• Over-the-counter cold and flu medications used according to the package instructions may help lessen some symptoms such as cough and congestion. Importantly, these medications will not lessen how infectious a person is.
  • Check the ingredients on the package label to see if the medication already contains acetaminophen or ibuprofen before taking additional doses of these medications—don’t double dose! Patients with kidney disease or stomach problems should check with their health care provider before taking any NSAIDS.
Check with your health care provider or pharmacist if you are taking other over-the-counter or prescription medications not related to the flu. For more information on products for treating flu symptoms, see the FDA websiteExternal Web Site Icon.
When to Seek Emergency Medical Care

Get medical care right away if the sick person at home:

  • has difficulty breathing or chest pain
  • has purple or blue discoloration of the lips
  • is vomiting and unable to keep liquids down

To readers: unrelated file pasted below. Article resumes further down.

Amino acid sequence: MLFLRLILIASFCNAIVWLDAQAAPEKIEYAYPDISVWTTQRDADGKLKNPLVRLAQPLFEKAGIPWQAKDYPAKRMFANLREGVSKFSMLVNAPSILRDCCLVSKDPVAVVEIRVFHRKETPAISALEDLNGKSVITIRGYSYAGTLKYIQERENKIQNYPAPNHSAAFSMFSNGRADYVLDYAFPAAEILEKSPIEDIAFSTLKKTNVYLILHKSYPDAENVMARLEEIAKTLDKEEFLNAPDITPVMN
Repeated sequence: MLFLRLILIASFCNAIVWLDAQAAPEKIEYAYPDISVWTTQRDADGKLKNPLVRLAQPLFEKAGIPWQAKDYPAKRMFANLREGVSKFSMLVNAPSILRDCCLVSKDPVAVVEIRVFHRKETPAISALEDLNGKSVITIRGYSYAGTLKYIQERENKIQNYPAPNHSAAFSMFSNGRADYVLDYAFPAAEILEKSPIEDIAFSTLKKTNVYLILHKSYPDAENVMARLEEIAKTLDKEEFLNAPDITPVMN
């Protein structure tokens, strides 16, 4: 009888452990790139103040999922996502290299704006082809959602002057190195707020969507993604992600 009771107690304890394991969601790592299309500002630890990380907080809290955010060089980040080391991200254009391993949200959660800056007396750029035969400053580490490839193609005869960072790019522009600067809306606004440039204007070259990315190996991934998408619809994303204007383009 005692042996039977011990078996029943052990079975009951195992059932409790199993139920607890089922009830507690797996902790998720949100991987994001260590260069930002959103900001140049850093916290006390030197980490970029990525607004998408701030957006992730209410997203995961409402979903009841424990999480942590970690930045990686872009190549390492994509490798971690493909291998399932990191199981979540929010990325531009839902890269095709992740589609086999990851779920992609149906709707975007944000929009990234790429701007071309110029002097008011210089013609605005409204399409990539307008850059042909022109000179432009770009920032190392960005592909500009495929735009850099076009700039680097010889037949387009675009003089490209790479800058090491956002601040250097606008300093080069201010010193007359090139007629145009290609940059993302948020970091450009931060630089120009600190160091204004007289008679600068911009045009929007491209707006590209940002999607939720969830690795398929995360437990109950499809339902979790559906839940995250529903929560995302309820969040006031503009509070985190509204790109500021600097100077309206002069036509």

• has signs of dehydration such as dizziness when standing, absence of urination, or in infants, a lack of tears when they cry
  • has seizures (for example, uncontrolled convulsions)
  • is less responsive than normal or becomes confused

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Steps to Lessen the Spread of Flu in the Home

When providing care to a household member who is sick with influenza, the most important ways to protect yourself and others who are not sick are to:

  • Photo of child washing handskeep the sick person away from other people as much as possible (see “placement of the sick person”) especially others who are at high risk for complications from influenza
  • remind the sick person to cover their coughs, and clean their hands with soap and water often.  If soap and water are not available, they should use an alcohol-based hand rub*, especially after coughing and/or sneezing
  • have everyone in the household clean their hands often, using soap and water (or an alcohol-based hand rub*, if soap and water are not available). Children may need reminders or help keeping their hands clean
  • ask your health care provider if household contacts of the sick person—particularly those contacts who may be pregnant or have chronic health conditions—should take antiviral medications such as oseltamivir (Tamiflu®) or zanamivir (Relenza®) to prevent the flu